As fireworks raged in the distance and New Bridge Road rumbled under the feet of ecstatic Lunar New Year revelers, a strange hand reached out from the shadows and touched me from among the throngs of humanity. Thinking it was a beggar or unwelcome solicitor, I instinctively waved the intruder off with an air of indifference, as I continued my march down the street. After walking a few steps I stopped and turned around, overcome by an odd feeling of remiss. An old man was standing there, staring at me. ‘Help me … please’, he said, as swarms of people whisked to and fro, practically transforming him into a blur. An elderly woman was standing by the man’s side, her arm wrapped tightly in his, both of them frozen in front of a rather deep curb that he could not manage to transgress. I made my way through the crowd and joined his side, clutching his arm to brace him as he slowly made his way down the curb to the walkway below. That was all he wanted – a simple helping hand – and I nearly completely ignored him.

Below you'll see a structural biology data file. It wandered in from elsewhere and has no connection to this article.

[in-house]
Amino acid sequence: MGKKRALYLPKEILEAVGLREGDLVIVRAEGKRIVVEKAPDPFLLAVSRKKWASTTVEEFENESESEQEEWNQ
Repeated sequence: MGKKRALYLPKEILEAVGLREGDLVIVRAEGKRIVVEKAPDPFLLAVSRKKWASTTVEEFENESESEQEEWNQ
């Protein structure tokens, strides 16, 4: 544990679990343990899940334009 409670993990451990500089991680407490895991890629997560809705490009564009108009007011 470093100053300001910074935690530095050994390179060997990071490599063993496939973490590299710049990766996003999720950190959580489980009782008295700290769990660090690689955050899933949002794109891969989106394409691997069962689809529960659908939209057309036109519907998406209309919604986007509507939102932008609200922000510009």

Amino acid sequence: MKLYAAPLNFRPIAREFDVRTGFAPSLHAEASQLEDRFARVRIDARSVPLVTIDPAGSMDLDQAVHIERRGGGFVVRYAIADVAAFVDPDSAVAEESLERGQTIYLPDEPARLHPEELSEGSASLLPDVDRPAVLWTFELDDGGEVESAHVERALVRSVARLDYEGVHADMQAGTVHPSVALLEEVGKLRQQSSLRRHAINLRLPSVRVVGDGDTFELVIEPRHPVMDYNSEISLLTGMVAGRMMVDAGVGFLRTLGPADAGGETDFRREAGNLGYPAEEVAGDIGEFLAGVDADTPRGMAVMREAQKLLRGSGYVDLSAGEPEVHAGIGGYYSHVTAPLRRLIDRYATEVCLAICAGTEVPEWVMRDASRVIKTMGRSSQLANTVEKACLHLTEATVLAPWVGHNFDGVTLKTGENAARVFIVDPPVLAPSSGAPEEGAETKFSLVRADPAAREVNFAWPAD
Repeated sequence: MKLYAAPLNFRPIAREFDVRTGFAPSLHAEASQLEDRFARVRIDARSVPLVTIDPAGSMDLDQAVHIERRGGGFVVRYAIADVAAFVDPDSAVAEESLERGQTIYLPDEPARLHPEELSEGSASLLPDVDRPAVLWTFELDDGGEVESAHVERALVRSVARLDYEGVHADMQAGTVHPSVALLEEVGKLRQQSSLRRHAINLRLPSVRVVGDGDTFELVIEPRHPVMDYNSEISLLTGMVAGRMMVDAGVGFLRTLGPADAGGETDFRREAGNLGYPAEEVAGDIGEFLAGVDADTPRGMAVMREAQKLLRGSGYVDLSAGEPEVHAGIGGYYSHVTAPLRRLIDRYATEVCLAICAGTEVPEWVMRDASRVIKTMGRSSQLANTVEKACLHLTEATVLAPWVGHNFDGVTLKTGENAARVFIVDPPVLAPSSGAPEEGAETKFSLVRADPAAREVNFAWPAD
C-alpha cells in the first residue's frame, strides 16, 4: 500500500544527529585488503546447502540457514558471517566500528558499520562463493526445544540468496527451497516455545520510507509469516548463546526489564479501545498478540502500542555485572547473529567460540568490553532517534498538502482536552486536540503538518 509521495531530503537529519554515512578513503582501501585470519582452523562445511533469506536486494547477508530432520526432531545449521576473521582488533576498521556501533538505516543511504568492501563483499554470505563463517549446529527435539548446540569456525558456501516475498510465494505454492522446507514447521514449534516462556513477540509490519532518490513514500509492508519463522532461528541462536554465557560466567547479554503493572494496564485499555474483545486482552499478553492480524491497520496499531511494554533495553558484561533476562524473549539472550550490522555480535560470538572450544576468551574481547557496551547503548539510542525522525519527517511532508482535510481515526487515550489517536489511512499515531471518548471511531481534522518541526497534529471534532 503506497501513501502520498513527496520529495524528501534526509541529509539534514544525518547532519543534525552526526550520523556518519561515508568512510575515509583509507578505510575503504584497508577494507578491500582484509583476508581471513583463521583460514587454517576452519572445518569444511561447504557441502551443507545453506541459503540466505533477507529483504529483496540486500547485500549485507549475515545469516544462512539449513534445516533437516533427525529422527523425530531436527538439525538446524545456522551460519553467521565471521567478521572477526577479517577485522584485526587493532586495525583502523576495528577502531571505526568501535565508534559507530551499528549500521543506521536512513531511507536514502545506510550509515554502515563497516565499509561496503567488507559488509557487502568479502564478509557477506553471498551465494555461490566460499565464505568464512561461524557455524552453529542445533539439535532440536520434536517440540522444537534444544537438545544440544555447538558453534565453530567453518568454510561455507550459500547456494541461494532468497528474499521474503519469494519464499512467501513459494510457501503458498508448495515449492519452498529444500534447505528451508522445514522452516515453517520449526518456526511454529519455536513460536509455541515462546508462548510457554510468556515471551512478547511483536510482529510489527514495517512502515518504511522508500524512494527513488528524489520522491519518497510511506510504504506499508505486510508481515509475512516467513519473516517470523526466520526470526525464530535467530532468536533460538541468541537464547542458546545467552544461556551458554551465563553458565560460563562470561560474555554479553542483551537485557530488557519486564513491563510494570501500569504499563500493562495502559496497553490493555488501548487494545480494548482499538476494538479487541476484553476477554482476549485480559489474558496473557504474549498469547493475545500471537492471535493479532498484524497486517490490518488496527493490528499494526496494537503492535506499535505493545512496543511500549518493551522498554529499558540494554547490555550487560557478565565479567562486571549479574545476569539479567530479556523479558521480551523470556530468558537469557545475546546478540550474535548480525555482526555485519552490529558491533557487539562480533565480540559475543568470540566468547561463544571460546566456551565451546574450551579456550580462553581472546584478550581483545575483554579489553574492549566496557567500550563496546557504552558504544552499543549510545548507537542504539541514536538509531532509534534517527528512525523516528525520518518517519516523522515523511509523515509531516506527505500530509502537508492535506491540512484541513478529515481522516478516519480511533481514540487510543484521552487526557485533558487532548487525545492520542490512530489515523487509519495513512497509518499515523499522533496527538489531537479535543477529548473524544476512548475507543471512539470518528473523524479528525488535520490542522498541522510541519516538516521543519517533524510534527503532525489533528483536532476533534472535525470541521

Sometimes we go through life programmed to avoid…to disengage…to shut our eyes. We trudge along our little paths, in our personal zones of semi-apathy, understandably worried about our jobs, our fortunes and our families. At times like these it seems our senses get dulled and our curiosity diminished by the ravages of reality. Yet, if we disconnect ourselves from the brotherly touch of humanity, we may fail to see sparks of inspiration that can help us overcome the darkness of the day. When walking through the forest of life too fast, one can miss some very beautiful trees along the way.
Safely on firm ground, the elderly man looked up at me and managed a broad smile, despite the pain from his failing legs. ‘Thank You’, he said, as the couple moved on into the night. It is amazing the magic that those two simple words possess, stirring a feeling of intense warmth that no fire possible could.
For me, on that night, Chinese New Year took on a special meaning. Beyond the festivities, past the fanfare and apart from the reunions, the uncle on the street taught me an additional purpose of the holiday: to freshen the mind, open the eyes and enlarge the heart with a simple act of kindness.
Submitted by John S. Hamalian, a Singapore PR (originally from USA) who has lived in Singapore for over 7 years.
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